Scanning Code of Practice (Money Saving Tip)

Some well known retailers in my area (Walmart, Food Basics) offer a program called the “Scanning Code of Practice.” The purpose of this program is to ensure quality service, and to make sure that all of the prices are accurately displayed on the shelving. There are not a lot of people who know about this trick, even though the “Scanning Code of Practice” is clearly displayed at each cash register in participating stores.

How It Works

The “Scanning Code of Practice” promises that the participating retailer will have accurate UPC (universal product codes) and PLU (price look up) when at the register. Failure to have this entails a reward to the consumer, if they can catch it. Problem is, despite the display of the “Scanning Code of Practice,” few consumers are even aware of its existence.

The Benefits to YOU, the Consumer

At my local Walmart, the employees are aware of the “Scanning Code of Practice” but they will not bring it up to you unless you ask. Typically it’s a hush hush practice, because it reflects badly on the store and in particular its managing staff.

For example:

I needed some diapers for my daughter. My personal favourite brand are the Pampers Cruisers. Walmart offers the massive box for a regular price of $37. The pricing on the shelf listed the diapers as $33.47, and the UPC code for the product and for the tag on the shelf matched. When scanned at the cash, the diapers came up as $37. Most people would be happy to just simply request the price they saw on the shelves, and pay $33.47, which is what Walmart wants. However, if you ask for the “Scanning Code of Practice,” the store is forced to give you $10 off of the price, and if the product is under $10 it’s free! Yes, free. No strings attached.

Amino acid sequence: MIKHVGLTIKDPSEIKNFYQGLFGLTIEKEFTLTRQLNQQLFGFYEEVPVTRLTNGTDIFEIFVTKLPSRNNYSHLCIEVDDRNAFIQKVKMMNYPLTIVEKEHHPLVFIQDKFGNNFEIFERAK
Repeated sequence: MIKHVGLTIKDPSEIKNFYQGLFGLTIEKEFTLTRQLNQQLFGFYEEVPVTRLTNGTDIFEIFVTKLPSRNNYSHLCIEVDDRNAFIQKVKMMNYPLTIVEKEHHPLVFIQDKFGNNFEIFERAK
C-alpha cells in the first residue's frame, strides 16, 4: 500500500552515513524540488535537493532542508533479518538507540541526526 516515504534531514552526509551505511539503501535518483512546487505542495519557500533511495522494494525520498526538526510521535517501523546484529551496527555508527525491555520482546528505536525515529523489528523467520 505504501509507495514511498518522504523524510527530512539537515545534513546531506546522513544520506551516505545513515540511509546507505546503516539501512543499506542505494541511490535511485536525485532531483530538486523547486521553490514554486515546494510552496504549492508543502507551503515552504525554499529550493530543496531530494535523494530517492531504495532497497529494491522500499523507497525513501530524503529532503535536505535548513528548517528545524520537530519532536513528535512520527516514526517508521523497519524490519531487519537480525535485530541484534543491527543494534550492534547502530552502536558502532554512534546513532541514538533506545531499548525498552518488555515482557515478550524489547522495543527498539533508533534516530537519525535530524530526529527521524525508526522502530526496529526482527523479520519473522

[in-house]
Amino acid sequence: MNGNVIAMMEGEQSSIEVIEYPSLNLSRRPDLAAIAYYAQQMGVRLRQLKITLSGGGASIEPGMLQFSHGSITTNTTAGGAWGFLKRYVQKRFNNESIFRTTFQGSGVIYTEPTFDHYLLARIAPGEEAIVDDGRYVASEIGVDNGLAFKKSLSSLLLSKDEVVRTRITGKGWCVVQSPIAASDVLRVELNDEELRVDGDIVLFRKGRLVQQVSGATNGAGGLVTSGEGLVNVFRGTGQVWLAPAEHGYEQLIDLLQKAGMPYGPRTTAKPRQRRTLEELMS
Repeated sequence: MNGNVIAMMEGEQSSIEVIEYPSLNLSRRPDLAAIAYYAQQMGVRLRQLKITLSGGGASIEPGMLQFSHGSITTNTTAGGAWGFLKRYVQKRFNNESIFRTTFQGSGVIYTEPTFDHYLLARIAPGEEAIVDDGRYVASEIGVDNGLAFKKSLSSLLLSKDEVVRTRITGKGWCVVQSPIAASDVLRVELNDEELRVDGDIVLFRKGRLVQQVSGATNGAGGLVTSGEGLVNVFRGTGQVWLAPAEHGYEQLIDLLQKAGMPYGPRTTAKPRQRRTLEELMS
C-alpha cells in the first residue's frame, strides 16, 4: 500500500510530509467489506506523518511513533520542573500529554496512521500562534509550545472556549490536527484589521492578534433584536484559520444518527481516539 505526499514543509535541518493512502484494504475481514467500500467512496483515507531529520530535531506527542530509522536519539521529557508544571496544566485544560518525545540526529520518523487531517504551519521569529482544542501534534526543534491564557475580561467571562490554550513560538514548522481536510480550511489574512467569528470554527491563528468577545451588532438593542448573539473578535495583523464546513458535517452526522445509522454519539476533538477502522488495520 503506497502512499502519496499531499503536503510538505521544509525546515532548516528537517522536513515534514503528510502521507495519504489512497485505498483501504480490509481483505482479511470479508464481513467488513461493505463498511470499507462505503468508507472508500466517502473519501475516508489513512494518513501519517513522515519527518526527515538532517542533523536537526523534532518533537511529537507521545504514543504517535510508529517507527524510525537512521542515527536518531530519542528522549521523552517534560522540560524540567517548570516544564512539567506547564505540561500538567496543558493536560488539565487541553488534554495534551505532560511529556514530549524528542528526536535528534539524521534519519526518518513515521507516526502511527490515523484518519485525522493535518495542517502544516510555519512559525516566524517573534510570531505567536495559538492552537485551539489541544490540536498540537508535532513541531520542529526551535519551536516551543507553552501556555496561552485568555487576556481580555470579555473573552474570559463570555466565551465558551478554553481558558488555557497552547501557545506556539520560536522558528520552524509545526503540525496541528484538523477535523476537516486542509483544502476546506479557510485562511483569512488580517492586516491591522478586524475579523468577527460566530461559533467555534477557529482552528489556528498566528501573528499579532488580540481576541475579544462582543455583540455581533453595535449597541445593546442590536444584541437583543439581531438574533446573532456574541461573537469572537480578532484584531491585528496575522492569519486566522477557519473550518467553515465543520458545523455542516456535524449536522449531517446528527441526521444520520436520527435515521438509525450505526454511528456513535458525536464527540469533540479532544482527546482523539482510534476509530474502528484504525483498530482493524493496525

The box of diapers you see above ended up costing me $23.47. The big huge box. That’s less than the smaller box listed on the shelves for $29. It pays to know the in and outs of this program. It works for everything from groceries to clothing to household to electronics. The one catch is that it works solely for one item of its kind. So if I were to go back and get two boxes of those diapers above, only one would cost me $23.47 and the other would cost me $33.47. But if you saw those diapers listed for the wrong price, and also a bar of cheese was mislabeled and a box of granola bars, you would walk out with free cheese and granola bars, and diapers for $23.47. Not bad!

The “Scanning Code of Practice” is displayed right at the cash, typically beside the debit/credit machine at participating stores. Check next time you shop see if your local retailer is a participant!

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